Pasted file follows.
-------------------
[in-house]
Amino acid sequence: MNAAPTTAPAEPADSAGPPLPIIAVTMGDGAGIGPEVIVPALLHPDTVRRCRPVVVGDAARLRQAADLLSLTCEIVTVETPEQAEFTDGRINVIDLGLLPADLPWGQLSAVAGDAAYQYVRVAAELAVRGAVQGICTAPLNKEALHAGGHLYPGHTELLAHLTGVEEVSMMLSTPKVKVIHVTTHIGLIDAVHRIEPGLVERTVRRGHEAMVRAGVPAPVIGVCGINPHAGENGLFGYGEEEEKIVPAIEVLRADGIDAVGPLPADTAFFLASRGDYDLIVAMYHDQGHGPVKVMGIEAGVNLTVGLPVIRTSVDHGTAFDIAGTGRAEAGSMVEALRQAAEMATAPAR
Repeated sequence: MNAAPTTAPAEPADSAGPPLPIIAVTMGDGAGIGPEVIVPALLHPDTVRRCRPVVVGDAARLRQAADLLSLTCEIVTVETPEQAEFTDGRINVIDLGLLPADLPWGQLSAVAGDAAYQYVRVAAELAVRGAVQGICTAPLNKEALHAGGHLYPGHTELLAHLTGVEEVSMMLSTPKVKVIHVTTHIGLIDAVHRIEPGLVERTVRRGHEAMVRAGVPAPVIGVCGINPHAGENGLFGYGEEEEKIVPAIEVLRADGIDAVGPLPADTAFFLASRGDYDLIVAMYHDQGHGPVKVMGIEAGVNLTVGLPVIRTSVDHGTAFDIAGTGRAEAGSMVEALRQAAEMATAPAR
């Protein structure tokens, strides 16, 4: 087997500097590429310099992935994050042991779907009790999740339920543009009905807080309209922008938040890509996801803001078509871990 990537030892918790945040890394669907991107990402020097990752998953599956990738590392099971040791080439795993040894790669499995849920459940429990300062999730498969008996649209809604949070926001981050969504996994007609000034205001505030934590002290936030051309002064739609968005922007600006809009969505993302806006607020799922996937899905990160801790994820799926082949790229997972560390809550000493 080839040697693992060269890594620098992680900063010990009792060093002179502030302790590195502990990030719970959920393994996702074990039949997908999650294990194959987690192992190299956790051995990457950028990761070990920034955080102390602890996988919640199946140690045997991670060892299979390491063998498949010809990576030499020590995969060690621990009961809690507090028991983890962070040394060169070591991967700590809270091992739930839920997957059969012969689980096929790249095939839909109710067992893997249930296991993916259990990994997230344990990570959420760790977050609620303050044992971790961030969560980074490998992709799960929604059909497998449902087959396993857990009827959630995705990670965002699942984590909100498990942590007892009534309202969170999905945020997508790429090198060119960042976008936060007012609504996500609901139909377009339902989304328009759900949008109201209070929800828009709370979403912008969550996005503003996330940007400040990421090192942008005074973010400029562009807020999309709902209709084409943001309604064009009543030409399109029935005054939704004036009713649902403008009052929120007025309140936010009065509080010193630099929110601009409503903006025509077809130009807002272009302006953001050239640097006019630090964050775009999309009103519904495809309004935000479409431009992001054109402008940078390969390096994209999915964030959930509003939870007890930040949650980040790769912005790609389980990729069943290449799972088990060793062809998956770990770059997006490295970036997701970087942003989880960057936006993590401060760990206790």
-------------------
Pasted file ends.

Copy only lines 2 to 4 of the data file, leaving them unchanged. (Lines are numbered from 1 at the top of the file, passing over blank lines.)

Amino acid sequence: MNAAPTTAPAEPADSAGPPLPIIAVTMGDGAGIGPEVIVPALLHPDTVRRCRPVVVGDAARLRQAADLLSLTCEIVTVETPEQAEFTDGRINVIDLGLLPADLPWGQLSAVAGDAAYQYVRVAAELAVRGAVQGICTAPLNKEALHAGGHLYPGHTELLAHLTGVEEVSMMLSTPKVKVIHVTTHIGLIDAVHRIEPGLVERTVRRGHEAMVRAGVPAPVIGVCGINPHAGENGLFGYGEEEEKIVPAIEVLRADGIDAVGPLPADTAFFLASRGDYDLIVAMYHDQGHGPVKVMGIEAGVNLTVGLPVIRTSVDHGTAFDIAGTGRAEAGSMVEALRQAAEMATAPAR
Repeated sequence: MNAAPTTAPAEPADSAGPPLPIIAVTMGDGAGIGPEVIVPALLHPDTVRRCRPVVVGDAARLRQAADLLSLTCEIVTVETPEQAEFTDGRINVIDLGLLPADLPWGQLSAVAGDAAYQYVRVAAELAVRGAVQGICTAPLNKEALHAGGHLYPGHTELLAHLTGVEEVSMMLSTPKVKVIHVTTHIGLIDAVHRIEPGLVERTVRRGHEAMVRAGVPAPVIGVCGINPHAGENGLFGYGEEEEKIVPAIEVLRADGIDAVGPLPADTAFFLASRGDYDLIVAMYHDQGHGPVKVMGIEAGVNLTVGLPVIRTSVDHGTAFDIAGTGRAEAGSMVEALRQAAEMATAPAR
């Protein structure tokens, strides 16, 4: 087997500097590429310099992935994050042991779907009790999740339920543009009905807080309209922008938040890509996801803001078509871990 990537030892918790945040890394669907991107990402020097990752998953599956990738590392099971040791080439795993040894790669499995849920459940429990300062999730498969008996649209809604949070926001981050969504996994007609000034205001505030934590002290936030051309002064739609968005922007600006809009969505993302806006607020799922996937899905990160801790994820799926082949790229997972560390809550000493 080839040697693992060269890594620098992680900063010990009792060093002179502030302790590195502990990030719970959920393994996702074990039949997908999650294990194959987690192992190299956790051995990457950028990761070990920034955080102390602890996988919640199946140690045997991670060892299979390491063998498949010809990576030499020590995969060690621990009961809690507090028991983890962070040394060169070591991967700590809270091992739930839920997957059969012969689980096929790249095939839909109710067992893997249930296991993916259990990994997230344990990570959420760790977050609620303050044992971790961030969560980074490998992709799960929604059909497998449902087959396993857990009827959630995705990670965002699942984590909100498990942590007892009534309202969170999905945020997508790429090198060119960042976008936060007012609504996500609901139909377009339902989304328009759900949008109201209070929800828009709370979403912008969550996005503003996330940007400040990421090192942008005074973010400029562009807020999309709902209709084409943001309604064009009543030409399109029935005054939704004036009713649902403008009052929120007025309140936010009065509080010193630099929110601009409503903006025509077809130009807002272009302006953001050239640097006019630090964050775009999309009103519904495809309004935000479409431009992001054109402008940078390969390096994209999915964030959930509003939870007890930040949650980040790769912005790609389980990729069943290449799972088990060793062809998956770990770059997006490295970036997701970087942003989880960057936006993590401060760990206790």